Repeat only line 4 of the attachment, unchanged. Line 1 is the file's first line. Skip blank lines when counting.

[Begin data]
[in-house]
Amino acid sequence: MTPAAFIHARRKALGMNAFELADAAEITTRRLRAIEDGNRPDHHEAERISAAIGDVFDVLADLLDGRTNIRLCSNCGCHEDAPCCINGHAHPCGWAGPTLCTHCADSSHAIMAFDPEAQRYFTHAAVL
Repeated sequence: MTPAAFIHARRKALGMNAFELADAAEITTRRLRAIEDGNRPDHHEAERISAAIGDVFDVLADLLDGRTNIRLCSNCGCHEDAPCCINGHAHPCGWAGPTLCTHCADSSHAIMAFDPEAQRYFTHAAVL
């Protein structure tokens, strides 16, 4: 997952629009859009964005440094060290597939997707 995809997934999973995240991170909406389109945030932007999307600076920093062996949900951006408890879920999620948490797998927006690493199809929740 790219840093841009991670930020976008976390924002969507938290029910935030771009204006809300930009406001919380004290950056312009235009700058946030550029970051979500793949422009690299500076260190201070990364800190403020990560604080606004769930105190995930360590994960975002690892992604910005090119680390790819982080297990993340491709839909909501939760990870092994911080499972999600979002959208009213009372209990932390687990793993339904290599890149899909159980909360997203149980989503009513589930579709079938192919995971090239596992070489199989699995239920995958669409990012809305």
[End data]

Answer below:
């Protein structure tokens, strides 16, 4: 997952629009859009964005440094060290597939997707 995809997934999973995240991170909406389109945030932007999307600076920093062996949900951006408890879920999620948490797998927006690493199809929740 790219840093841009991670930020976008976390924002969507938290029910935030771009204006809300930009406001919380004290950056312009235009700058946030550029970051979500793949422009690299500076260190201070990364800190403020990560604080606004769930105190995930360590994960975002690892992604910005090119680390790819982080297990993340491709839909909501939760990870092994911080499972999600979002959208009213009372209990932390687990793993339904290599890149899909159980909360997203149980989503009513589930579709079938192919995971090239596992070489199989699995239920995958669409990012809305």